SNP are accused of bullying over withdrawal of sensitive tax report
had already been released to the media under embargo, meaning its contents were still widely reported.
The Tories accused the SNP of trying to “bully” the watchdog, a charge furiously denied by Nicola Sturgeon’s official spokesman.
The dispute centres on an NAO estimate of how many Scots taxpayers pay more than their English counterparts because of the different tax regime north of the Border.
In Scotland, people start paying the 40p higher rate tax when they earn £43,000, but in England and Wales the 40p rate doesn’t kick in until people earn £45,000.
Drawing on HMRC data, the SNP Government says around 366,000 people in Scotland pay more. However, using unpublished HMRC and other economic statistics, the NAO estimated 507,000 of Scotland’s 2.6 milion taxpayers pay more than they would in England.
The new estimate suggests that, rather than one in seven Scots taxpayers getting higher bills, it is almost one in five.
The difference is sensitive as it would mean the SNP tax policy had created more losers than first thought, and so it may be harder to raise income tax again next year, as most Holyrood parties would like.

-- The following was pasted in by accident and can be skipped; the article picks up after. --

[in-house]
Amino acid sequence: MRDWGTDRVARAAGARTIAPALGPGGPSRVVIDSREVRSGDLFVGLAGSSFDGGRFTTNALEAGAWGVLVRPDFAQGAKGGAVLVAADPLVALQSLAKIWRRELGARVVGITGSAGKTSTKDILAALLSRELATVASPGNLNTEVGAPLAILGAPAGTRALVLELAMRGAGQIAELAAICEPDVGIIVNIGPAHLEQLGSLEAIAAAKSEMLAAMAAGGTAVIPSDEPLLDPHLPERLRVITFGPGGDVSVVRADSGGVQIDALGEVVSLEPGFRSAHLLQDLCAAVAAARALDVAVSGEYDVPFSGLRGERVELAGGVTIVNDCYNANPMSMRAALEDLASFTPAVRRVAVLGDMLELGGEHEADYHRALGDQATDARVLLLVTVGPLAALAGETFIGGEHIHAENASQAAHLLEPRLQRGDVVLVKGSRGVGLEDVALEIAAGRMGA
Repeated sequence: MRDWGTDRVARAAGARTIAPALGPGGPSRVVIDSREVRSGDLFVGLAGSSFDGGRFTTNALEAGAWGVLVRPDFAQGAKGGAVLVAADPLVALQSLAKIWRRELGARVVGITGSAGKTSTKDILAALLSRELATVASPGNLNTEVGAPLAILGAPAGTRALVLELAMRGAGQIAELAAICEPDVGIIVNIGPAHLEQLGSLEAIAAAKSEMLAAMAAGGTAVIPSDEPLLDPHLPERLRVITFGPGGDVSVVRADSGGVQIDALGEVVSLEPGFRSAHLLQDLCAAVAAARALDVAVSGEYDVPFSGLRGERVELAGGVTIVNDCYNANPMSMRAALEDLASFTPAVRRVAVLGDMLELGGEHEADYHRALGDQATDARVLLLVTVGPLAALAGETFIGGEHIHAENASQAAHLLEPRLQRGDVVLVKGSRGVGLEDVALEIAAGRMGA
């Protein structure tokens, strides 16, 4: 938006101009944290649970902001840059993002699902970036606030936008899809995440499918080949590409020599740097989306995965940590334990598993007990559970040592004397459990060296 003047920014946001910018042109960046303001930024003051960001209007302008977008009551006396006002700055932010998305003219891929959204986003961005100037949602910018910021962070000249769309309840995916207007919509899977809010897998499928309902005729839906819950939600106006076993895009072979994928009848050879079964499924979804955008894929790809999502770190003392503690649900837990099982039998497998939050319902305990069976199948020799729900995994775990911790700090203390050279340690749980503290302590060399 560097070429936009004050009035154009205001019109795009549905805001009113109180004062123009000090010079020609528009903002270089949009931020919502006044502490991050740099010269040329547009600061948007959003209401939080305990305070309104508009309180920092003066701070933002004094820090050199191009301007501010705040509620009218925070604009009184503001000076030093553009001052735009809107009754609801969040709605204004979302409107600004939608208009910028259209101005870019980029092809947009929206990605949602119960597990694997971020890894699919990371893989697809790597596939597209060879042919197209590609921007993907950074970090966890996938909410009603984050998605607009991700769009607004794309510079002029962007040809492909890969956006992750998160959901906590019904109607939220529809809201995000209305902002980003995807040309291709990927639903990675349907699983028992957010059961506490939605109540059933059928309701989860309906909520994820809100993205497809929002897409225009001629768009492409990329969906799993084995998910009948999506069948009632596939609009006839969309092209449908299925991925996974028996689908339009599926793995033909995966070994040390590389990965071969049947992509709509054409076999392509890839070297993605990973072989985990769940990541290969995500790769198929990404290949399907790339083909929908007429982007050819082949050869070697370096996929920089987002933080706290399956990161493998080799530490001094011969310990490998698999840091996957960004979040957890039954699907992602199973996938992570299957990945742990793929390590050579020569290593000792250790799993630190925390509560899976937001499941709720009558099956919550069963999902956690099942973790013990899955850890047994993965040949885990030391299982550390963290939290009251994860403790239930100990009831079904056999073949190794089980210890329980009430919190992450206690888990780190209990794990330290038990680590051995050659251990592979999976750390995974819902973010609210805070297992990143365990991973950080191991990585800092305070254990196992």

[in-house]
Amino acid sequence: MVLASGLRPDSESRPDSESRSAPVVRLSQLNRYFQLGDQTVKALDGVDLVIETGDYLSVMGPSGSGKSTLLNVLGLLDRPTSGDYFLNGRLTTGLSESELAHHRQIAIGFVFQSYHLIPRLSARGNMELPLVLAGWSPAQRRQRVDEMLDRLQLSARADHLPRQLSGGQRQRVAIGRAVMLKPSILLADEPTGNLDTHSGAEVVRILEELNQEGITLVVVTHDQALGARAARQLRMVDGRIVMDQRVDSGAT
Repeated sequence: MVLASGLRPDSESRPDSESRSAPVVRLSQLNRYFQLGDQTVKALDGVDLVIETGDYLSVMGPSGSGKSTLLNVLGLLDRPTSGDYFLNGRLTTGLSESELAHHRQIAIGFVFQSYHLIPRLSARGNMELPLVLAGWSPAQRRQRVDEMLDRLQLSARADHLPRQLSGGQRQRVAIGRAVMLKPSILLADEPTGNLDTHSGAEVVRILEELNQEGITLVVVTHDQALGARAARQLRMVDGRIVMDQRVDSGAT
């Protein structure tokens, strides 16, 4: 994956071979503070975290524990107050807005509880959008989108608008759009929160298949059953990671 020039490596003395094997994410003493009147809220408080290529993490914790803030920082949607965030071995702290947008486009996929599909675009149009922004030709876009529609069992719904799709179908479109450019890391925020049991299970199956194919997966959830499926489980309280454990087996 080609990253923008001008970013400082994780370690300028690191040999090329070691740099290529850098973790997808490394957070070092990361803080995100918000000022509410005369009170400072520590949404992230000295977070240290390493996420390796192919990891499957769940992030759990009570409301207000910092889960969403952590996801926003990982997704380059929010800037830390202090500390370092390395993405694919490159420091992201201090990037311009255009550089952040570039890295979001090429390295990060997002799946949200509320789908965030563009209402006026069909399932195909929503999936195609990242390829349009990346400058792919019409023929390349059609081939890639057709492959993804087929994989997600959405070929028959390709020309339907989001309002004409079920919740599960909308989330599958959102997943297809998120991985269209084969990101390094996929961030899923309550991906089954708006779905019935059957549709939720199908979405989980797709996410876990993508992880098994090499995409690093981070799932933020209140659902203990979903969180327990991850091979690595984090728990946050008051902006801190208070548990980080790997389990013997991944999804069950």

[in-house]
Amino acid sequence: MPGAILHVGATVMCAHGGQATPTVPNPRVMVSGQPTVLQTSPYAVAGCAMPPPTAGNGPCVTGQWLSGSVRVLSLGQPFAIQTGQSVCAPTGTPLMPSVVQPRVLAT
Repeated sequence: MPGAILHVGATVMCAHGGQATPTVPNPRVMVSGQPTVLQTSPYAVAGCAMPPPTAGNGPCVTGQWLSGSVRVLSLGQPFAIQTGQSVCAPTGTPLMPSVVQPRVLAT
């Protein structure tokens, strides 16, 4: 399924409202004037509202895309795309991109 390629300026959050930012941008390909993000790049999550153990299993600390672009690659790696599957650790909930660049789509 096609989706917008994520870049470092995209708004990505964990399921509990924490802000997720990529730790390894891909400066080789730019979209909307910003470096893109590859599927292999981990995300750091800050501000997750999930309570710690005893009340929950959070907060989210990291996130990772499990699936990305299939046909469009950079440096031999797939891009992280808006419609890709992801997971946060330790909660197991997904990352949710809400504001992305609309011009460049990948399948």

The NAO admitted “holding off” on publication because of a dispute over the “sensitive” number.
Tory MSP Murdo Fraser accused the SNP of “trying to bully anyone who they disagree with”. He added: “It is clear they have pressurised the NAO into this climb-down, simply because the SNP didn’t like what they were hearing.
A spokesperson for SNP Finance Secretary Derek Mackay said: “Mr Fraser’s claims are complete and utter nonsense, and the Tories should apologise for impugning the integrity of civil servants.”
An NAO spokesperson said the report would be published “when we have determined the most accurate estimate of the number of higher-rate taxpayers in Scotland. The decision not to publish the report was solely an NAO decision.”
Publication of the report expected by Christmas.
Carl Sargeant was found dead at home.